What do modern cloud workloads look like? And what does that have to do with new chip designs? I found these gems in Peter DeSantis's ReInvent20 and ReInvent21 talks. These talks are very informative and educational. Me likey! The speakers at ReInvent are not just introducing new products/services, but they are also explaining the thought processes behind them. To come up with this summary, I edited the YouTube video transcripts slightly (mostly shortening it). The presentation narratives have been really well planned, so this makes a good read I think. Graviton2 This part is from the ReInvent2020 talk from Peter DeSantis.   Graviton2 is the best performing general purpose processor in our cloud by a wide margin. It also offers significantly lower cost. And it's also the most power efficient processor we've ever deployed. Our plan was to build a processor that was optimized for AWS and modern cloud workloads. But, what do modern cloud workloads look like? Let's start by


World chess championship is on. Magnus is the clear favorite, but Nepomniachtchi is coming strong. It is a lot of fun. I haven't been posting for sometime. And this seems like a good time to talk about chess. My journey picking up on chess, again As a kid I wasn't much interested in chess. My younger brother was into chess, he would buy books to review grandmasters' games. I didn't go further than playing casual games with him. Maybe it was the quarantine that triggered this, but in the last year I started playing some chess on the smartphone. I had an Android phone for the last 3 years, and I used a random chess app downloaded at Play Store. I thought the app was very neat because it let me play against the computer at different levels and it allowed me to go back and try different things. Like Git, you know. The app also suggested me hints. I thought this was a dope way to improve one's chess skills. Little did I know, I was just scratching the surface. Three yea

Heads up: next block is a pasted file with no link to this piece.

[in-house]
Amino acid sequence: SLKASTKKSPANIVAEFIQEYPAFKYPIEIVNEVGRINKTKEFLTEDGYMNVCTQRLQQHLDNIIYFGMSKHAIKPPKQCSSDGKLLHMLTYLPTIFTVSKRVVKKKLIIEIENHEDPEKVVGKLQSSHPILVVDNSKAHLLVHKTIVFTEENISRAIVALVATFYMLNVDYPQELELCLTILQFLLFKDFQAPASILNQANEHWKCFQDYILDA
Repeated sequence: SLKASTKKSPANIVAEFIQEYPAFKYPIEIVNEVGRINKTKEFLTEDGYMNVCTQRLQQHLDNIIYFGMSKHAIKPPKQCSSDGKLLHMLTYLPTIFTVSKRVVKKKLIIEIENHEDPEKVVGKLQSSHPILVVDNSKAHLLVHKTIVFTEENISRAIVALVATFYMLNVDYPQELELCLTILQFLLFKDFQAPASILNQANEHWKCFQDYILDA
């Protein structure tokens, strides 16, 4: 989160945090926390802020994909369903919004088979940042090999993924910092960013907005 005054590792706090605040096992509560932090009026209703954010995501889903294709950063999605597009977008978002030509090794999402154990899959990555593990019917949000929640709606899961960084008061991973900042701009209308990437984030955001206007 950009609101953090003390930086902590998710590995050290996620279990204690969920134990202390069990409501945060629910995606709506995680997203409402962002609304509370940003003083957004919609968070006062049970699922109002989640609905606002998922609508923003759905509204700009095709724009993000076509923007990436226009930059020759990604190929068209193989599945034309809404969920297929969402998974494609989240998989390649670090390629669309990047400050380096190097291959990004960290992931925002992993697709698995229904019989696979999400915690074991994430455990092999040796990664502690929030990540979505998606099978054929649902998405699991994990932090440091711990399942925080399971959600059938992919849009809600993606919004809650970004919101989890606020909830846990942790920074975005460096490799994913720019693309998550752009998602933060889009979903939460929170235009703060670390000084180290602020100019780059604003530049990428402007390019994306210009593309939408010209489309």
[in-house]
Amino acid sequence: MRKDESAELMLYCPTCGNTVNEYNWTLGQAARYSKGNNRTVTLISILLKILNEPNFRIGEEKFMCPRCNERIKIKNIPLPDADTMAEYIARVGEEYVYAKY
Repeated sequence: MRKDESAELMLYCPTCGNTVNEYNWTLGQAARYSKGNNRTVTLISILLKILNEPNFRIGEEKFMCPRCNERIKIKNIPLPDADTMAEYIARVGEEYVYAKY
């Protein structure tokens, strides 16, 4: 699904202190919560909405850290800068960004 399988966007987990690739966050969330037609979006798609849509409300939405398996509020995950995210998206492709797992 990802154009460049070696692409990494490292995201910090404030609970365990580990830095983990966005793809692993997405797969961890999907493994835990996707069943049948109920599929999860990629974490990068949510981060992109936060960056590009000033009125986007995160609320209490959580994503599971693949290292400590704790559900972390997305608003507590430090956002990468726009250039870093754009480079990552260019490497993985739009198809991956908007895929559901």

What’s Really New with NewSQL?

This paper is by Andy Pavlo and Matthew Aslett, and it appeared in Sigmod 2016.   NoSQL managed to scale horizontally, but this came at the expense of losing transaction and rich querying capability. NewSQL followed NoSQL to amend things and restore balance to the force. NewSQL is a class of modern relational DBMSs that seek to provide on-par scalability to NoSQL for OLTP read-write workloads while still maintaining ACID guarantees for transactions. Let's dissect this definition. The biggest benefit of NewSQL is that developers do not have to write code to deal with eventually consistent updates as they would in a NoSQL system, because they will be able to use ACID transactions and SQL-like rich querying capabilities. NewSQL is about OLTP (online transaction processing), not OLAP (online data analysis like in data warehouse systems). Well, with the caveat that it can also be about HTAP (hybrid transactional-analytical processing), as the paper mentions under the future trends secti

Rabia: Simplifying State-Machine Replication Through Randomization (SOSP'21)

This paper appeared in SOSP'21 . I took notes and screen-snapshots during the presentation of this paper, and decided to put together a summary of what I understood from it. The paper has a simple idea and a somewhat unexpected result. It will be interesting to dive deep and explore to the extent this idea can be applied in practice.  Here is the idea. State-machine replication through Paxos , more accurately MultiPaxos, is commonly used in practice. (Yes, that includes state-machine replication through Raft, if I have to spell this out to the Rafters among us.) The MultiPaxos leader drives the protocol. It is basically one round, phase-2 execution of "accept this!" "yes, boss" between the leader and followers, where phase3 commit can be piggybacked to phase-2 message. This is as simple and efficient as it gets. You can't beat it! Or can you? The paper argues that, although the happy path of MultiPaxos based state-machine replication is simple and efficient